The Un-Tussey Race Report

After Vermont 50 miler a week ago, I barely had time to savor the victory (ok not at all!) before I mentally had to change gears and start getting ready for Tussey Mountainback 50 miler. My running strategy was definitely dictated by Tussey looming on the schedule in front of me 6 days later. I had signed up for Vermont on a last minute suggestion by Glen, Tussey I had committed to much earlier in the season. Tussey was supposed to be the crowning achievement of my back-to-back 50 milers, not an easy after thought. Though the fact of the matter is, while Tussey’s road would have beat my body up worse, Vermont 50 was by far a superior and tough race, especially considering conditions. Directly after Vermont, Glen and I hopped into the car and headed back to NYC. We ate ourselves silly that evening, but by the next morning, Vermont seemed like a distant memory. Glen had just completed a insane back-to-back-to-back of 2 100 mile races then Vermont 50 (and he still beat me at Vermont) and so I felt little justified in wanting to savor my accomplishment of winning, hell just running, Vermont. I was happy to hear from Glen that Vermont destroyed him in a way that neither of his “easy” 100 mile races had.

But in my mind, I had gone on to Tussey. It was as if mentally I had erased the toll Vermont took on me, like it was a mere jaunt around the block. I consciously know better, but my subconscious was in taper mode instead of recovery mode. My legs were not sore, but I was tired from Vermont. I did well to remember my recovery status on Monday and walked around a lot, ate a ton including a few cupcakes from Babycakes NYC. Recovery is a time to indulge and relax, taper is a time to stay safe (as in not eating any trigger foods for me), sharp and focused. What a balance I was trying to strike! Even telling myself that I merely had to show up at Tussey and just do what I do: run, didn’t help. Running back-to-back 50 milers is freaking hard. In fact, running back-to-back ultras is insane. Just running one ultra taxes the body in unprecedented ways and two so close together takes walking a very fine line. Unfortunately for me, I was unable to walk that line.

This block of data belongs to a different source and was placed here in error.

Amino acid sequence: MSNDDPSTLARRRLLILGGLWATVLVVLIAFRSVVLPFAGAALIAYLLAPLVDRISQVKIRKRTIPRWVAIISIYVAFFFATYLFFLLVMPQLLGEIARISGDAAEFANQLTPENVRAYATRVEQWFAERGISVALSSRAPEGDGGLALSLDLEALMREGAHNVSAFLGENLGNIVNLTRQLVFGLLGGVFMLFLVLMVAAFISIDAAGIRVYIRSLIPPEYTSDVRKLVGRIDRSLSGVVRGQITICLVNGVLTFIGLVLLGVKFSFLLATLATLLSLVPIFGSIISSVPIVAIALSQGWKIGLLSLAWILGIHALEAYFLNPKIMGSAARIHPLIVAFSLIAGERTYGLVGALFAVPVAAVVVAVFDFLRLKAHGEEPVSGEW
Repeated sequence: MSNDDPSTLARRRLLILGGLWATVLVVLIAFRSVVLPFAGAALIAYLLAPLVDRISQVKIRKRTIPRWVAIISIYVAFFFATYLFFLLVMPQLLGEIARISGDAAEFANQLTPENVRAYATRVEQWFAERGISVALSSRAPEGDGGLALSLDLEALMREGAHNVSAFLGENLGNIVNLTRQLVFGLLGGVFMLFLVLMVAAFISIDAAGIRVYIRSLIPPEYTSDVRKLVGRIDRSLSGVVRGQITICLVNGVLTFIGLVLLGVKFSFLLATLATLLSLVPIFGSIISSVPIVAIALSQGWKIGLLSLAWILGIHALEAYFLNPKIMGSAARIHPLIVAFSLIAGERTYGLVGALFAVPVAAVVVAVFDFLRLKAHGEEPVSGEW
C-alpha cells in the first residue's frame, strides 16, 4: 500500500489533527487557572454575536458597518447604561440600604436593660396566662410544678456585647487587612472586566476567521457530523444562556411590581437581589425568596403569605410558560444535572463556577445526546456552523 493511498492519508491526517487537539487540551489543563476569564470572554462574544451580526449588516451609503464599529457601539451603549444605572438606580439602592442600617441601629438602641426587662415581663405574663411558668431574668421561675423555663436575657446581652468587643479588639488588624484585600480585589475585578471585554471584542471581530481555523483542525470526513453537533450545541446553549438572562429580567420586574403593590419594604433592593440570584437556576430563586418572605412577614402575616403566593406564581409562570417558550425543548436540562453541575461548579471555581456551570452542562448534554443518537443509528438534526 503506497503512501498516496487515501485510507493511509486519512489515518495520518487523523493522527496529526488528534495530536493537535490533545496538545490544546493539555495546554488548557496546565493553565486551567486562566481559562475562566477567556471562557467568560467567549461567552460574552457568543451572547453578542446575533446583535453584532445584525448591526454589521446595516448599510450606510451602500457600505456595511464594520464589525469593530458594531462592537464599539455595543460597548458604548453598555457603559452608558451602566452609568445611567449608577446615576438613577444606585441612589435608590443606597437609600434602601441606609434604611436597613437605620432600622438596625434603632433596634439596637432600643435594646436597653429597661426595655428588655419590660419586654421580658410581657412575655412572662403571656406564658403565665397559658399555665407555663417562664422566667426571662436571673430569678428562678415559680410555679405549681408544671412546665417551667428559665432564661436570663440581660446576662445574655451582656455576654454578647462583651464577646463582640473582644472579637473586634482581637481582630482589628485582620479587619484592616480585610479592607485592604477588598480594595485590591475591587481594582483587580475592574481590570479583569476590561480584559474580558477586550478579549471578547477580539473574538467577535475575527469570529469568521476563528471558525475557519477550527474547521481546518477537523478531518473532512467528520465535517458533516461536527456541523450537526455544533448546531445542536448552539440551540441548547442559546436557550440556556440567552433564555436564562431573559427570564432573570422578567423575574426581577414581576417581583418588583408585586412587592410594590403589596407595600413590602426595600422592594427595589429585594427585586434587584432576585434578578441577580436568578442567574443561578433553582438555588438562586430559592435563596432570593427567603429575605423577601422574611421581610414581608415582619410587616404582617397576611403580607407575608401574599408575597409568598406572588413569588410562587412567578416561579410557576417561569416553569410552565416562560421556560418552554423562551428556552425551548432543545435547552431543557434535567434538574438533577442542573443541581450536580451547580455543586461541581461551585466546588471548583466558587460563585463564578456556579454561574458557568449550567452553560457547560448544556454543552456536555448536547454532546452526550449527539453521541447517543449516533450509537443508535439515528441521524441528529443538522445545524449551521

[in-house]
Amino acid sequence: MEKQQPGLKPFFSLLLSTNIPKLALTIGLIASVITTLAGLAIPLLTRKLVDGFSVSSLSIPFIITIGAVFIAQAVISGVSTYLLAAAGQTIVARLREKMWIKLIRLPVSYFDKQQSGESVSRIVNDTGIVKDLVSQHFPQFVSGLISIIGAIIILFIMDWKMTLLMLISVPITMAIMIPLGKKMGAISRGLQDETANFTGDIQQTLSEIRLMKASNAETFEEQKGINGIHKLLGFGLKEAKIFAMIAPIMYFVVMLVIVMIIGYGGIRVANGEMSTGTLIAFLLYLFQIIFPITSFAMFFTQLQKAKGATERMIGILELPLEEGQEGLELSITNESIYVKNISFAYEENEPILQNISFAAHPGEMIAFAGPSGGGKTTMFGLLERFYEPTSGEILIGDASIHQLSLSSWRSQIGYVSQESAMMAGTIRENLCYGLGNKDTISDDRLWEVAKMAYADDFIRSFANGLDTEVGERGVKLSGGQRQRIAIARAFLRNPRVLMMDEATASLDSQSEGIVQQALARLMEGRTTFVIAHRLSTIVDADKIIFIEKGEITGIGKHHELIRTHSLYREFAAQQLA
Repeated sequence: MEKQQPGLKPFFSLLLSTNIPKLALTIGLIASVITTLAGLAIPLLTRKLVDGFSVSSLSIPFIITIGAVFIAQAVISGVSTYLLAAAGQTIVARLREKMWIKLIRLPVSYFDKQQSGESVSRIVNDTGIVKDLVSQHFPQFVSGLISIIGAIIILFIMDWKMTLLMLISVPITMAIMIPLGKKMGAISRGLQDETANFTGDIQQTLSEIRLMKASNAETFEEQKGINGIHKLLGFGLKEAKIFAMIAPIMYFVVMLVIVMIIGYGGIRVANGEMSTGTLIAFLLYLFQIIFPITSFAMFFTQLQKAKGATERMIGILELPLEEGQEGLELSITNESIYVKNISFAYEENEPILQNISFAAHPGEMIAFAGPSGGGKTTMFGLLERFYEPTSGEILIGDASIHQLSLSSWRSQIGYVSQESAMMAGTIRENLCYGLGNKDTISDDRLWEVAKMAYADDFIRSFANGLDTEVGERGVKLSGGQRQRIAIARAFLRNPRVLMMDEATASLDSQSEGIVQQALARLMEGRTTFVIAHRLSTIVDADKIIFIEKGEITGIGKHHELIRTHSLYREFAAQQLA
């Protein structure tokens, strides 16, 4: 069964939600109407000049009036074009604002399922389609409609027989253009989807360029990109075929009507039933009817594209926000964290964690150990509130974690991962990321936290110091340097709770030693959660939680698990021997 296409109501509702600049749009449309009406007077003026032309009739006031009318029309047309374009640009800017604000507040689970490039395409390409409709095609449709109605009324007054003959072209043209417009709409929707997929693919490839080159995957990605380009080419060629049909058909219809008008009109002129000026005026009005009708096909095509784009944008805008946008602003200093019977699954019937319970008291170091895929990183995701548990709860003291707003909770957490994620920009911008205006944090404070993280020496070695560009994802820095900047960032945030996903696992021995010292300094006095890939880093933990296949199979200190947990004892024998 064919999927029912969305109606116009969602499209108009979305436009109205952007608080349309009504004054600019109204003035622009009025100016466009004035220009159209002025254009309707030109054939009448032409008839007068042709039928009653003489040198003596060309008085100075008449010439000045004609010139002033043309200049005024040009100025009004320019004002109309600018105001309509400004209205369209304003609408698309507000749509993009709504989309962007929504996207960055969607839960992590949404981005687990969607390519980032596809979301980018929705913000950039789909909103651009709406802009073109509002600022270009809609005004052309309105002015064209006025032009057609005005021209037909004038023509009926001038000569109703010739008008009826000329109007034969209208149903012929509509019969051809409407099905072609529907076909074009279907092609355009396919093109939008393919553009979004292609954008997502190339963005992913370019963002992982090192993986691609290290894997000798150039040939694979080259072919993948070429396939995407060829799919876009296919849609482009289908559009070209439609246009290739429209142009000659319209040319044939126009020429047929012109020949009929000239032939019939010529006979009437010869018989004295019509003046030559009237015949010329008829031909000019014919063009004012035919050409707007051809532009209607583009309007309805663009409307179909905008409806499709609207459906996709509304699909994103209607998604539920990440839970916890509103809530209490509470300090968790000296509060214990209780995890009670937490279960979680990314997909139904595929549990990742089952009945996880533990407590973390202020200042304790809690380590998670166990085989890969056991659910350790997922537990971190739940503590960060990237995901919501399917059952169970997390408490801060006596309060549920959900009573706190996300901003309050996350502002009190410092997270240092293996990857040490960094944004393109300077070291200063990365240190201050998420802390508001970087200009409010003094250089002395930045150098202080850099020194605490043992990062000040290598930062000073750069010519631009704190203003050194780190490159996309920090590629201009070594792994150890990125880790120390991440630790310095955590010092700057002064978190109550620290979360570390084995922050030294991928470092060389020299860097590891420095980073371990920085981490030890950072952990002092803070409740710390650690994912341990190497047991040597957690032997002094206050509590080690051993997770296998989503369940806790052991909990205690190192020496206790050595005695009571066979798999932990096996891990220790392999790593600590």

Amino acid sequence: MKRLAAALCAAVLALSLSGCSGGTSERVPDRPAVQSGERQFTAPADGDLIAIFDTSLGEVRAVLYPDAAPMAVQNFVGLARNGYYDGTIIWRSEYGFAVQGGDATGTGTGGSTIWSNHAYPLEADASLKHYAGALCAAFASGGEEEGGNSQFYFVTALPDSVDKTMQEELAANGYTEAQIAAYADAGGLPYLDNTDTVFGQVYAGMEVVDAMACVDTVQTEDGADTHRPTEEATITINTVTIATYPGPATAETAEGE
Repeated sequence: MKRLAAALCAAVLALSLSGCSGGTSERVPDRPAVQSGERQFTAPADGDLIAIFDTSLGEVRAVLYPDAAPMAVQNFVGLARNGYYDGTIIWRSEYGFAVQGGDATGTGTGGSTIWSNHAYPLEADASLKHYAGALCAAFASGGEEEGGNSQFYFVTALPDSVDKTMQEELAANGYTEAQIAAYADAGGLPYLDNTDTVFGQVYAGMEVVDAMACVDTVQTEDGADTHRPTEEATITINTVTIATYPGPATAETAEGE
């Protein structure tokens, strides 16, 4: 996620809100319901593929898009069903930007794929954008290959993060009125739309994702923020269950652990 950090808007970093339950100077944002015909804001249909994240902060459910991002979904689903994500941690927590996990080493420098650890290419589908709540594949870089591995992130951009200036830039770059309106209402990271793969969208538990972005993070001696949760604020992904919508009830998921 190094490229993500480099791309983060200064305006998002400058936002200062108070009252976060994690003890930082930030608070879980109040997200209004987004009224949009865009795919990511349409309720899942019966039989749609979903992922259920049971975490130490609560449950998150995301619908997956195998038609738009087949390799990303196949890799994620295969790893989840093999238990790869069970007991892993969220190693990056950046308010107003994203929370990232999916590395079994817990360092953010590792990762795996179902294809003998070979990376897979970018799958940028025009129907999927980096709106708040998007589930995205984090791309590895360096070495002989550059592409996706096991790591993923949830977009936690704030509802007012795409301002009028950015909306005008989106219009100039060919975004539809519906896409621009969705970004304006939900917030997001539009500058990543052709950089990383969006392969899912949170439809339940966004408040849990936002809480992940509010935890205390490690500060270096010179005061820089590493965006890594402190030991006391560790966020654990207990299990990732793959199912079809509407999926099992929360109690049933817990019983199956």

About Wednesday, I stopped feeling just tired and started feeling genuinely sick. Glen and I went on a good 12 mile run in the morning. Good only in the sense that my legs felt good. I bonked at mile 5, had low energy and was feeling like I had a head cold, but at least my legs felt good. Overnight on Wednesday I was up almost all night with a stabbing, excruciating pain in my stomach that made me ponder at 2am whether I should wake Glen up and have him take me to the hospital. Usually I wouldn’t be an alarmist, but that symptom coupled with the flu like symptoms and fever that had come on, concerned me. As it is not seasonal flu season, it is more likely to be H1N1 than anything else. After a race with seriously depleted immunity and not regular exposure to the level of germs in NYC, I was left defenseless and my system got bombarded. I spent most of Thursday in bed, rallied for a great run with Glen’s track club CPTC, running a warmup, then a 10k in 39:23 (faster than my Italy win and this run felt easy) and a nice cooldown. I felt good running, crap the rest of the time. I hoped that I would come around by Saturday morning but it was just not to be. Friday, I felt no better and could barely stand up for more than a few minutes without feeling dizzy or naseuous. I also was unable to eat anything for most of the day which does not bode well the day before a race. I was pounding the vitamins, liquid and hoping Saturday morning would miraculously find me well again. Such was not the case. We drove to the race, checked in, I managed to eat some pre-race dinner and watched several episodes of Man Vs. Food on the Travel Channel.